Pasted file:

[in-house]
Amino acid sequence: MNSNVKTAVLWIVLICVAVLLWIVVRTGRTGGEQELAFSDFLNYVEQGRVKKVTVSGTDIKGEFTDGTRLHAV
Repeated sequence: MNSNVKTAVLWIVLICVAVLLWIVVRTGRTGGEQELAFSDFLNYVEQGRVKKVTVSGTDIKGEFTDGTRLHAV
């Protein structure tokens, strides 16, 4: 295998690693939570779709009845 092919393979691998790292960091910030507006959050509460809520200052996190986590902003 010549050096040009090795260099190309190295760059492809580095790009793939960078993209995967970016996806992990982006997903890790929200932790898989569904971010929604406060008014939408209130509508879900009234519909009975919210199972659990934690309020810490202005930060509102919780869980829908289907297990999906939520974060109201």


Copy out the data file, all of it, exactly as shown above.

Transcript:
[in-house]
Amino acid sequence: MNSNVKTAVLWIVLICVAVLLWIVVRTGRTGGEQELAFSDFLNYVEQGRVKKVTVSGTDIKGEFTDGTRLHAV
Repeated sequence: MNSNVKTAVLWIVLICVAVLLWIVVRTGRTGGEQELAFSDFLNYVEQGRVKKVTVSGTDIKGEFTDGTRLHAV
């Protein structure tokens, strides 16, 4: 295998690693939570779709009845 092919393979691998790292960091910030507006959050509460809520200052996190986590902003 010549050096040009090795260099190309190295760059492809580095790009793939960078993209995967970016996806992990982006997903890790929200932790898989569904971010929604406060008014939408209130509508879900009234519909009975919210199972659990934690309020810490202005930060509102919780869980829908289907297990999906939520974060109201």